It seems to be Farrar, Strauss and Giroux week at BookSexy Review. A completely unintentional turn of events on my part. Down the Rabbit Hole is a monumental first novel – all 75 pages of it. That includes, by the way, both Adam Thirlwell’s introduction and a glossary. Yet what it lacks in word count Juan Pablo Villalobos’ novel more than makes up for in quality… and accolades. It was short-listed for last year’s Guardian First Book Award and overwhelmingly praised by critics and bloggers alike. I wish I could claim to be surprised, but from an author whose bio advertises his research in “such diverse topics as the influence of the avant-garde on the work of César Aira” I expect no less.
What is truly remarkable about Down the Rabbit Hole is not the ratio of praise versus pages. It is Tochtli, the book’s young narrator who – while precocious – is the perfectly written child. He never tells us his age, but I guess it’s right seven. A child narrator who isn’t an adult trapped in a miniature body – is there anything as rare? Villalobos (with an assist from Rosalind Harvey) has pulled off the Holy Grail of narrative devices.
To comfort me Yolcaut gave me a new hat for my collection: a three-cornered one. I have lots of three-cornered hats, eleven. Three-cornered hats are hats shaped like a triangle with a very small crown. I have three-cornered hats from the kingdom of United and from the country of Austria. My favourite is a French one from a revolutionary army. At least that’s what it said in the catalogue. I like French people because they take off the crown before they cut off their kings’ heads. That way the crown doesn’t get dented and you can keep it in a museum in Paris or sell it to someone with lots of money, like us. The new three-cornered hat is from the kingdom of Sweden and it has three little red balls, one on each point. I love three-cornered hats, because they’re mad soldiers’ hats. You put one on and you feel like running off all on your own to invade the nearest kingdom. But today I don’t feel like invading countries or starting wars. Today was a disastrous day.
Down the Rabbit Hole is a masterpiece of innuendo and brevity. Tochtli really has no idea how much he’s revealing when he tells us about his quest for a pet Liberian pygmy hippopotamus. We learn about his hat collection; that he calls his daddy (he specifically uses the word “daddy”, not father) Yolcaut; that “orifices are holes you make in people so their blood comes out”; and that his tummy always hurts. Repeated conversations and repeated words make up a good part of this story. Tochtli is a sponge, providing raw data for us to sift through the filter of our maturity and experience.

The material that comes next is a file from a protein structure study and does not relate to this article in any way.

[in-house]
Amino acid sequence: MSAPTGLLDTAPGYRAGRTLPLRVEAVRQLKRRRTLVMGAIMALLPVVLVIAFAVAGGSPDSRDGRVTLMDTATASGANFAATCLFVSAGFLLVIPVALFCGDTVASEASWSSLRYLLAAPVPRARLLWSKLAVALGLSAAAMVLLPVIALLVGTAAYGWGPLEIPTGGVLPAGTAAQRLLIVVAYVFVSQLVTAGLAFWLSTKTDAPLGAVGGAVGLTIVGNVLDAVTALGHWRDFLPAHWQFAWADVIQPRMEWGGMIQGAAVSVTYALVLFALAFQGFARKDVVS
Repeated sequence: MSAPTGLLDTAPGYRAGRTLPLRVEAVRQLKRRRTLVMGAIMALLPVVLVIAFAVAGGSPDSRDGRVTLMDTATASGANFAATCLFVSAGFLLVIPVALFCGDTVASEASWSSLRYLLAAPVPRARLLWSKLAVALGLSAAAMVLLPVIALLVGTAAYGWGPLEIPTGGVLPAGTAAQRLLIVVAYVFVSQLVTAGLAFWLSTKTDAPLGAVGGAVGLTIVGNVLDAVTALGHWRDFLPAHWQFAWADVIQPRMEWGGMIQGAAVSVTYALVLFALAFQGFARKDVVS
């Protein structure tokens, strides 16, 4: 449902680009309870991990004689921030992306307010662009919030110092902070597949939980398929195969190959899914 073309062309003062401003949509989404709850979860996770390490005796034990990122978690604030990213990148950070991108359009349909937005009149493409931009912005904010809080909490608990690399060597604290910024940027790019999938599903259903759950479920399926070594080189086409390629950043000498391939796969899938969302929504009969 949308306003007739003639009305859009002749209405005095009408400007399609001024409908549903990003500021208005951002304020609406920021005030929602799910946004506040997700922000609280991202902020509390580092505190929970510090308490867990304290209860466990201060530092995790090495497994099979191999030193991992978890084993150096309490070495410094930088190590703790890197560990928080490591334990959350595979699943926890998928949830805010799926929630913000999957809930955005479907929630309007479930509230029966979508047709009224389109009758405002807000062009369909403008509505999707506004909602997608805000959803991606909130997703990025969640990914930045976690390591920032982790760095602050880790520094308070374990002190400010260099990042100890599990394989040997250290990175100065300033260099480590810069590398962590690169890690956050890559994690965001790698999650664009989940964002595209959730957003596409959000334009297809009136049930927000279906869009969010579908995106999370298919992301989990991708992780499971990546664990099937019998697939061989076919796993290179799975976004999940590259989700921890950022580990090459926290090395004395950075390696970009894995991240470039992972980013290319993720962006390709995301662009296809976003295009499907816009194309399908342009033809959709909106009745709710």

Because things are more complicated than Tochtli realizes. Yolcault is a drug lord. Father and son, along with Tochtli’s tutor and a few trusted members of Yolcault’s gang, live in a castle. Tochtli has no friends his own age. But by his calculations, if you count dead people, he knows “more than thirteen or fourteen people. Seventeen or more. Twenty easily. But dead people don’t count, because the dead aren’t people, they’re corpses.” At the moment the news, which he and Yolcault watch together every evening, is filled with corpses. This becomes increasingly significant.
I think at the moment my life is a little bit sordid. Or pathetic.
Villalobos has written a dazzling and funny novel about family, drugs, Calderon’s war on crime and – bizarrely – childhood. Yolcault is fond of telling Tochtli, “Think the worst and you’ll be right”. The power of Down the Rabbit Hole is that Tochtli still doesn’t understand what the worst is. The tragedy is how quickly he’s learning.
Down the Rabbit Hole is in U.S. bookstores this October.
Publisher: Farrar, Straus and Giroux, New York (2012)
ISBN: 978 0 374 14335 0